I was in fourth grade and my teacher asked everyone to write down their goals and share them with the class. I remember the boy next to me, who was Hispanic, got up to share his. He talked about how he would either want to be a doctor or be president. Most of the class laughed, and one girl, who was also Hispanic, said, "But you don't look like you could be president!"
At the time, I thought she meant the boy was short or funny looking. Now I realize she meant that he wasn't white.
Seven years later, I'm standing in line to vote for the first time, and for a biracial candidate. Barack Obama not only represents change for our country, but hope for people of color— hope that anything is possible, hope that things might be getting better. For many, like the boy in my fourth grade class, it means no longer being told that you cannot achieve certain goals.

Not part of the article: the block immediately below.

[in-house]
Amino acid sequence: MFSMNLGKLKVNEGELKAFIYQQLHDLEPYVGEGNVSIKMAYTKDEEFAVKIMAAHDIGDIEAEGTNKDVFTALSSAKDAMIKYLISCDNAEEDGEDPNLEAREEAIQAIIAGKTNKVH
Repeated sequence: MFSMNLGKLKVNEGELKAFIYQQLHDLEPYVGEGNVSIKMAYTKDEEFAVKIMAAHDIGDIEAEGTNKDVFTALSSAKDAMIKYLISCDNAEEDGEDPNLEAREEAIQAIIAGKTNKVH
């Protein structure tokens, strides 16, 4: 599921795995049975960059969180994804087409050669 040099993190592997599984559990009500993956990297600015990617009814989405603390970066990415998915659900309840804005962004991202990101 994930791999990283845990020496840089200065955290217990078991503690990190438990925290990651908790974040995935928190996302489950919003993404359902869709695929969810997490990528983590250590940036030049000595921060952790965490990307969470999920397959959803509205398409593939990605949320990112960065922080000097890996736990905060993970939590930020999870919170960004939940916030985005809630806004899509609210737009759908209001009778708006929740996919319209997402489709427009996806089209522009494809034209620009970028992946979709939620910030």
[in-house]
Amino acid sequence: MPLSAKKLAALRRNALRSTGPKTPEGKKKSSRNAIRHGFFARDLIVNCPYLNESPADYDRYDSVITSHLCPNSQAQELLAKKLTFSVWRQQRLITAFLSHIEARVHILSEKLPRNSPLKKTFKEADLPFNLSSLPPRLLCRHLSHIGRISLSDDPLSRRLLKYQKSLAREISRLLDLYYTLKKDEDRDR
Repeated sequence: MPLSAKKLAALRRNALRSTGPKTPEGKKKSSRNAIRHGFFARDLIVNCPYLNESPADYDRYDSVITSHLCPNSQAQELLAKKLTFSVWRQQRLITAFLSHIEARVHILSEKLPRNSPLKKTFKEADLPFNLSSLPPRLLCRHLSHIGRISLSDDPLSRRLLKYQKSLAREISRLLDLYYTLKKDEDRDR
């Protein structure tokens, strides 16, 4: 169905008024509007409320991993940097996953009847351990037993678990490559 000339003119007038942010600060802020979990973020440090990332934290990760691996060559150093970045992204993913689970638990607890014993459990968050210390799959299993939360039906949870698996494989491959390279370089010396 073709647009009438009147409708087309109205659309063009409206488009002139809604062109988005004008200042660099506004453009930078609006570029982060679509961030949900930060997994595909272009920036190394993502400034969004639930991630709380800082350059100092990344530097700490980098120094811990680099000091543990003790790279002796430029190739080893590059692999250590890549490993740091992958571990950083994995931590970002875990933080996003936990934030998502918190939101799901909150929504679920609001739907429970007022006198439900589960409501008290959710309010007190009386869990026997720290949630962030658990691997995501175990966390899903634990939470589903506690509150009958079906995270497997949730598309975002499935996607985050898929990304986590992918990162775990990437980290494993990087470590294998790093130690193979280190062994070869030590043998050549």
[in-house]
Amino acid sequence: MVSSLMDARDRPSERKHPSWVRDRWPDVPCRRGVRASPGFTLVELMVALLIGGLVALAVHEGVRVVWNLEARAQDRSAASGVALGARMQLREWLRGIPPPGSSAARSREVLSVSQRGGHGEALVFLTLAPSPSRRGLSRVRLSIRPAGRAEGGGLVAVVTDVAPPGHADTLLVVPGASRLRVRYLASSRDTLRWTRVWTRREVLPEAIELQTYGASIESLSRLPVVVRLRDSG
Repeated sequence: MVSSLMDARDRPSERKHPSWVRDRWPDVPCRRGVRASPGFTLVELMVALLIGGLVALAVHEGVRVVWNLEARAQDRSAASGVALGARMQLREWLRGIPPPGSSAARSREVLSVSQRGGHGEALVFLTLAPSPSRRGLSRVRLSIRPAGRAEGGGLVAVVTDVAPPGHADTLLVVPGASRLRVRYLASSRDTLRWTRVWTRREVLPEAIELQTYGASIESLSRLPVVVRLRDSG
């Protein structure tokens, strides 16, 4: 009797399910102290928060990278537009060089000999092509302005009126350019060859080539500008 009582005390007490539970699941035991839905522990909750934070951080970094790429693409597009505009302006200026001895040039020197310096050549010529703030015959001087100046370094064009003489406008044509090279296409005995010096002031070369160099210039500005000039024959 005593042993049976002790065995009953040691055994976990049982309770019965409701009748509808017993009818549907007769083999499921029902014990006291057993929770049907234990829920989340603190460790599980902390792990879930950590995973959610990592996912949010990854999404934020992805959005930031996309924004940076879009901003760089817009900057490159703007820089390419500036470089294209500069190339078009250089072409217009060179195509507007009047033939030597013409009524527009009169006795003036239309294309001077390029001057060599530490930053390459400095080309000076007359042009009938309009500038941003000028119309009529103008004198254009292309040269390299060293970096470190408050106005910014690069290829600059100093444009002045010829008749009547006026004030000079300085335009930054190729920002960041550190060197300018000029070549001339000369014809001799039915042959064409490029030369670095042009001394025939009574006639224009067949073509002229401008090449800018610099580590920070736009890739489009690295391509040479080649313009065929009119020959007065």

Obama has not only influenced the minority community. He has inspired a generation that four years ago did not care about politics. Now, people my age and younger have been finding any way to get involved. Walking through the halls at my high school, I can hear the excitement about Obama's win.
Obama is more than just a President. He represents change in our country. Hopefully I'll see the boy from my class in office one day.